Over on Seasoned Advice, there have been a number of questions related to the nature of kosher meat and the amount of salt absorbed by the meat. Most recently, In what way is kosher chicken different from brined chicken in terms of salt absorption?
In order to fully explore the question, I figured I'd come over here to Jewish Life & Learning. For those not familiar with brining, non-kosher meat is often soaked for some period of time in water with a fair amount of salt (and sometimes sugar and other seasonings) to help with flavor of the meat.
Most cooking resources do not suggest brining kosher meat, since the salting process means that the meat is already saltier than non-kosher meat. Soaking kosher meat in a brine would result in meat that is too salty to eat.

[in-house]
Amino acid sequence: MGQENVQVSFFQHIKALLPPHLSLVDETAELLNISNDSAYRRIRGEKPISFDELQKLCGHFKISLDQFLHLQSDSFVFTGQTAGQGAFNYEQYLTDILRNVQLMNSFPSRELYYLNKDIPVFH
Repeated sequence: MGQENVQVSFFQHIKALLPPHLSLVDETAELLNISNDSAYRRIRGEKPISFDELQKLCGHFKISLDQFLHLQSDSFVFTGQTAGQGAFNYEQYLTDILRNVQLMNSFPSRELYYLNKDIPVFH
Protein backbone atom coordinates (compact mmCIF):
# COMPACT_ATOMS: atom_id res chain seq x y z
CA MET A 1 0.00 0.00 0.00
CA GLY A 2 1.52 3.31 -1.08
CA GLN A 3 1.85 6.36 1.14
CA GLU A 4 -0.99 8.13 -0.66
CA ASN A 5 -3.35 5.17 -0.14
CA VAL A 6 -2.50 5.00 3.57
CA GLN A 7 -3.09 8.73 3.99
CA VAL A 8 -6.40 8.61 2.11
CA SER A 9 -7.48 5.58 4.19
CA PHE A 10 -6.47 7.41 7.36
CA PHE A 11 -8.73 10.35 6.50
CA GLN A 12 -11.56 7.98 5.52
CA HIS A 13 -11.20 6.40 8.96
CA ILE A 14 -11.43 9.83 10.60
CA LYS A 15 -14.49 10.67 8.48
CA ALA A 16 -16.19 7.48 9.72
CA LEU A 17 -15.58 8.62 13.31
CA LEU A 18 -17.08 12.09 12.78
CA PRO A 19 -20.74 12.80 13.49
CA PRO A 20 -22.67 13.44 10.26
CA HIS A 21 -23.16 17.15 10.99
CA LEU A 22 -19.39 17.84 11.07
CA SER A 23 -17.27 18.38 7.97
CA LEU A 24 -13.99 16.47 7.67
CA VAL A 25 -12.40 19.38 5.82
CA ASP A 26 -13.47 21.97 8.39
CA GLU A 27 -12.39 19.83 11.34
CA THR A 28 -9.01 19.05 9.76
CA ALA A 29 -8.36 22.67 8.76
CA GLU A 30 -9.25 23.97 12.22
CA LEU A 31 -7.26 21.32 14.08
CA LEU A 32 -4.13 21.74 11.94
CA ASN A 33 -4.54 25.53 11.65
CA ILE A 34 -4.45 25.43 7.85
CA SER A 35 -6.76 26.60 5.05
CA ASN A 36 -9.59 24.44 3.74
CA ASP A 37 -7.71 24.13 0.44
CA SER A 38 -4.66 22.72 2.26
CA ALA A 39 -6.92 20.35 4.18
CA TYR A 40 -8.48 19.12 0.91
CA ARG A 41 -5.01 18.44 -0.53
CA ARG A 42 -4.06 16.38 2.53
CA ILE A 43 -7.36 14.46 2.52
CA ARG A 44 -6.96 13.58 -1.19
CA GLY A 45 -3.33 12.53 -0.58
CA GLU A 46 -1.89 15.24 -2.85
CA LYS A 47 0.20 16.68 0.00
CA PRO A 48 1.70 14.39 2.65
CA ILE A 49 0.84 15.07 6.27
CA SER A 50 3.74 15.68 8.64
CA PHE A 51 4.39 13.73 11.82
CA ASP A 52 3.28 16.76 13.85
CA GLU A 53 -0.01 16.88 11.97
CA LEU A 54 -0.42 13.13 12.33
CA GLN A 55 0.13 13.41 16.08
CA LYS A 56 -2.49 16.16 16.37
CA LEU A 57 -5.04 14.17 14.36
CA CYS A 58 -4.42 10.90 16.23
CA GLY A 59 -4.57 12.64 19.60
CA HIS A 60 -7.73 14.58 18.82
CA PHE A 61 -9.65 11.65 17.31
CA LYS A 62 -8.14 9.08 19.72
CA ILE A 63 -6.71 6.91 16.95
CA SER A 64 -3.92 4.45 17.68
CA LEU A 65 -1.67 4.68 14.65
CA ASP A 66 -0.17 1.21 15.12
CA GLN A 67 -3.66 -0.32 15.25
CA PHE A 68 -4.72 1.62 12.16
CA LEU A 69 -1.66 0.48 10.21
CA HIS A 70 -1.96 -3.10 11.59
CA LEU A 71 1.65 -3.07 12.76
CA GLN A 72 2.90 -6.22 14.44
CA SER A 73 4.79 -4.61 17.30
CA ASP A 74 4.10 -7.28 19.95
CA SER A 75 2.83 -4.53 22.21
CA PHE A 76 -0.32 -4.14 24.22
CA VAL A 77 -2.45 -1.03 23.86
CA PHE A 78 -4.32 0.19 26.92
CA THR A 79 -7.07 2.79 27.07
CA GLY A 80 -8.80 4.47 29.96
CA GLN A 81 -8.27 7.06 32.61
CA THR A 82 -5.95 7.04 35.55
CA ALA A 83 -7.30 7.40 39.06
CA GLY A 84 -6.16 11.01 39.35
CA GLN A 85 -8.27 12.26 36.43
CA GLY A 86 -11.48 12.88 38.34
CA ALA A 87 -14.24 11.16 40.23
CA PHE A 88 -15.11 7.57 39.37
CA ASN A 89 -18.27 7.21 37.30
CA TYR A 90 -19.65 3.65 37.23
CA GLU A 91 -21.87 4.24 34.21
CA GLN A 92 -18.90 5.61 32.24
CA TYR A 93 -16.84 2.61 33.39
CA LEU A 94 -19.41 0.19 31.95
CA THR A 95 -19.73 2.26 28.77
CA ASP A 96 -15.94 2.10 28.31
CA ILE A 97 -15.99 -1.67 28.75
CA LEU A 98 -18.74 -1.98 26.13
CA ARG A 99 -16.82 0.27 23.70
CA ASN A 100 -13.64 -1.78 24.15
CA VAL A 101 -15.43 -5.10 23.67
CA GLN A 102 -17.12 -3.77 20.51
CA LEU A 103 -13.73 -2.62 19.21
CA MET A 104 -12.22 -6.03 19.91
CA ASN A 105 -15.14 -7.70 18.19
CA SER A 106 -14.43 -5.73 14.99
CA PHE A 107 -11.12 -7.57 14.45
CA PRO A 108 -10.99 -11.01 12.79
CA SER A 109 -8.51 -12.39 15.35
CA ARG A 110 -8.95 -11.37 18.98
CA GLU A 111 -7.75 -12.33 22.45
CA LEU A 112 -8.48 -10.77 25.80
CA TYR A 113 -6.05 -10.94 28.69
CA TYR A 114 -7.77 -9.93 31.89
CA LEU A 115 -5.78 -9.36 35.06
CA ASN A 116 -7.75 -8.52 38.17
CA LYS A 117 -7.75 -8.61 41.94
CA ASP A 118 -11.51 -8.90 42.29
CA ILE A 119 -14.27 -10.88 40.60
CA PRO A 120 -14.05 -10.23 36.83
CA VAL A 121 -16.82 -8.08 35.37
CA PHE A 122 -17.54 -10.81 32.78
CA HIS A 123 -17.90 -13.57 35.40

However, the exact process of kashering meat is unclear, particularly to non-Jewish cooks who might simply be looking to determine salt levels in the meat. What are the halachic rules for how kosher meat (particularly chicken, since that's the question at hand) must be treated with salt to draw out the blood? How does the rinsing process affect the moisture level of the meat? And is there any standard analysis of how much sodium tends to be absorbed during the kashering process?